In contrast to the intact wine, cardiovascular effects of the thermally treated wine have not been studied, despite widespread habits of cooking with wine and consumption of mulled wine. Vasodilatory effects of the red wine heated at 75 and 125°C were examined in the isolated rat and guinea pig aorta and compared with the intact and wine dealcoholized without thermal stress. Samples were analyzed for their phenolic content, antioxidant capacity, resveratrol and ethanol contents. Heating-induced degradation of individual phenolic fraction was observed only in the samples treated at 125°C, although total phenolic concentration and related antioxidant activity increased in the thermally treated samples due to the reduction in their volume. All wine samples regardless of treatment caused similar maximal relaxation in both species, but the response was stronger in aortas from guinea pigs. At the lowest concentrations up to 1‰, dealcoholized wine produced vasodilation greater than that produced by intact wine and wines treated at 75 and 125°C, which showed similar vasodilating activity at all concentrations. Our results indicate that wine thermally treated under heating conditions applicable to the preparation of a mulled wine and cooking with wine largely retains vasodilatory activity in vitro despite significant heat-induced changes in its composition.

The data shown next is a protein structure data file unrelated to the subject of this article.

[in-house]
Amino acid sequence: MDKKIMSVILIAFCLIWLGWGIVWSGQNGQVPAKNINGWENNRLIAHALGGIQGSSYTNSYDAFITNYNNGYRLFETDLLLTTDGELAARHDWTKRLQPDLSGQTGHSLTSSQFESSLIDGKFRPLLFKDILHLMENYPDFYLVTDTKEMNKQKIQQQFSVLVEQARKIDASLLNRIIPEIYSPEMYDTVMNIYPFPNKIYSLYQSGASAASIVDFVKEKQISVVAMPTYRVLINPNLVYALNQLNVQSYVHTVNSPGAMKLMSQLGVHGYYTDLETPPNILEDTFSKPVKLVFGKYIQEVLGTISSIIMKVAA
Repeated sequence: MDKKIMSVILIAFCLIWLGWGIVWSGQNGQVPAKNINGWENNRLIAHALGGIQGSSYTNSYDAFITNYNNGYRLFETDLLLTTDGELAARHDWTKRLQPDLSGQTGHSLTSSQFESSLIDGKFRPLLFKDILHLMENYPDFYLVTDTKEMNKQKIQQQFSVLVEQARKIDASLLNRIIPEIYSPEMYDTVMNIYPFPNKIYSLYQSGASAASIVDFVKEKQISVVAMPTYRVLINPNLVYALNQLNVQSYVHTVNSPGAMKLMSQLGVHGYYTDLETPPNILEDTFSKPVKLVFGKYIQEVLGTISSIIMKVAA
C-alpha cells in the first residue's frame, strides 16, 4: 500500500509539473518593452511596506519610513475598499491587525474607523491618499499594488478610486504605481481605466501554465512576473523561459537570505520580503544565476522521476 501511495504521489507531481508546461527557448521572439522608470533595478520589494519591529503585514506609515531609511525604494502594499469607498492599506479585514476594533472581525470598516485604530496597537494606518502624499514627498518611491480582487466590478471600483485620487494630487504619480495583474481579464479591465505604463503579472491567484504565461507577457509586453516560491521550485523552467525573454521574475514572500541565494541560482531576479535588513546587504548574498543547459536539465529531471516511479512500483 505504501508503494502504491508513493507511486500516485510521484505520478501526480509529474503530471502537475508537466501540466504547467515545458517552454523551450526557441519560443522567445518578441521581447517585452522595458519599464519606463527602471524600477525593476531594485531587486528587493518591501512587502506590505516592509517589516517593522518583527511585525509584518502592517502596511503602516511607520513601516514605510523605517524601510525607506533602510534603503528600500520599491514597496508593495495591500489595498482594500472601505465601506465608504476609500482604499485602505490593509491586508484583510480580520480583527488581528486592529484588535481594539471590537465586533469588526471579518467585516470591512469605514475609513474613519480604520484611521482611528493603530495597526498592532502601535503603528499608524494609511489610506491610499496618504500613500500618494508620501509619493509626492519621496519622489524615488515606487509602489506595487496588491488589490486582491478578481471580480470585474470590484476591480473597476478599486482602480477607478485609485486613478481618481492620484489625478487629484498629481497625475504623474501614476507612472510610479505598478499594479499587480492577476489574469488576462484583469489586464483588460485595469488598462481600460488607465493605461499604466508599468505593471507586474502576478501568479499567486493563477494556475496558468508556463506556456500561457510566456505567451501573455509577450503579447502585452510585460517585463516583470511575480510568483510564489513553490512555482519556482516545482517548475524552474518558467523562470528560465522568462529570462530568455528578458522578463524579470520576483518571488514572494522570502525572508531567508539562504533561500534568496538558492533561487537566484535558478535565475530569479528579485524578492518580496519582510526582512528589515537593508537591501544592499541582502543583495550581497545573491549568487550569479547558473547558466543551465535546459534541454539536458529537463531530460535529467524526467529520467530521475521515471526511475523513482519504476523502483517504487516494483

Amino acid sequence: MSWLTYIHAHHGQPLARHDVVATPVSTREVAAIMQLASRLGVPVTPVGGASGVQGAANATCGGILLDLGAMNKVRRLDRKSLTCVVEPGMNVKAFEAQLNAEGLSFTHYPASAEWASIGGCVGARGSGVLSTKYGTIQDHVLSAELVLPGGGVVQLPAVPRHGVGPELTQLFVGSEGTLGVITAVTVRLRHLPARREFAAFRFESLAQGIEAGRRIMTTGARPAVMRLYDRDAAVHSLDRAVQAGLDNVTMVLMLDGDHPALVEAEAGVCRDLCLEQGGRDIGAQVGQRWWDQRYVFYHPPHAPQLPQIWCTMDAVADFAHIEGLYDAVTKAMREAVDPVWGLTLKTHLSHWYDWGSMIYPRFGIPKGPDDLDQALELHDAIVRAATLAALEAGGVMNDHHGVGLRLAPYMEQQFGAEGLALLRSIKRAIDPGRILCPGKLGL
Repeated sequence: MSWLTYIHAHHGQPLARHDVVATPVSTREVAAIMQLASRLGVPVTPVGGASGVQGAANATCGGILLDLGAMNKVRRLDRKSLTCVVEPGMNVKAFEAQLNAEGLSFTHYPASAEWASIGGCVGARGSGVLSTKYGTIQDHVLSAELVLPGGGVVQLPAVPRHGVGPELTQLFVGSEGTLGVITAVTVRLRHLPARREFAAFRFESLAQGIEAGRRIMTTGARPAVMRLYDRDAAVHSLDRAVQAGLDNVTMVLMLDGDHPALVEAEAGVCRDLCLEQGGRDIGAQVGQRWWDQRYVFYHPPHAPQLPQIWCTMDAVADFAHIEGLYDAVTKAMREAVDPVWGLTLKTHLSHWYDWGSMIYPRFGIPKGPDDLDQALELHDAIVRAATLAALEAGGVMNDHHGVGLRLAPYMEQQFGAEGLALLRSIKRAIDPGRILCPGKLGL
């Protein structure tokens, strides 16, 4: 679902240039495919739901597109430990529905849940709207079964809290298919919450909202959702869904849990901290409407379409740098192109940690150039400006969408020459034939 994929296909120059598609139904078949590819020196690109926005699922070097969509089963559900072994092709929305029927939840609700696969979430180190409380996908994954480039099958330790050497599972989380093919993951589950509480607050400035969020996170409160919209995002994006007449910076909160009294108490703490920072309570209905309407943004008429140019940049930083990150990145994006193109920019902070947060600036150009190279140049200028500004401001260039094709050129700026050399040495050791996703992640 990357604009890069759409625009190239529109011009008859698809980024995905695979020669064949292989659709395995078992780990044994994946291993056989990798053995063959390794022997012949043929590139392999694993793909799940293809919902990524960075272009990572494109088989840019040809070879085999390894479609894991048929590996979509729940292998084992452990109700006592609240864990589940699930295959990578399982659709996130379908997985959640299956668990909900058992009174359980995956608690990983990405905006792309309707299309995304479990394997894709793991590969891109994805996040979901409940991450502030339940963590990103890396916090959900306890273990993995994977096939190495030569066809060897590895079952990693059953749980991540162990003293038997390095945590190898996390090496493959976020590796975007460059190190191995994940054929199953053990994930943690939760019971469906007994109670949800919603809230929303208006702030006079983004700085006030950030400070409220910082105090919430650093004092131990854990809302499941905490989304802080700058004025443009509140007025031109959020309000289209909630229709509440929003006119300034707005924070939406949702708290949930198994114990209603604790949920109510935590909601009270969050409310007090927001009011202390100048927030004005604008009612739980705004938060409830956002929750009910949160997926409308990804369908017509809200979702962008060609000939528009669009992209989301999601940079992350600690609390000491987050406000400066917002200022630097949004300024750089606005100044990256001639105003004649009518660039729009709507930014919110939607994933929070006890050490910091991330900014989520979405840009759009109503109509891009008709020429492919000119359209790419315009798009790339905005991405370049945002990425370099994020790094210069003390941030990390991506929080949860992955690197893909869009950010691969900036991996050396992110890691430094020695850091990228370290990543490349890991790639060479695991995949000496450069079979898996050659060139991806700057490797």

From the *Department of Pharmacology, University of Split, School of Medicine; †Department of Clinical Epidemiology, University Hospital Split and University of Split, School of Medicine; ‡Department of Pathology and Forensic Medicine, University Hospital Split and University of Split, School of Medicine; and §Department for Research in Biomedicine and Heath, University of Split, School of Medicine, Split, Croatia.
Received for publication January 25, 2011; accepted March 7, 2011.
Supported by grant 216-2160547-0537 from the Ministry of Science, Education and Sports of the Republic of Croatia.
The authors declare no conflicts of interest.
Reprints: Mladen Boban, Department of Pharmacology, University of Split School of Medicine, Soltanska 2, 21000 Split, Croatia (e-mail: email@example.com).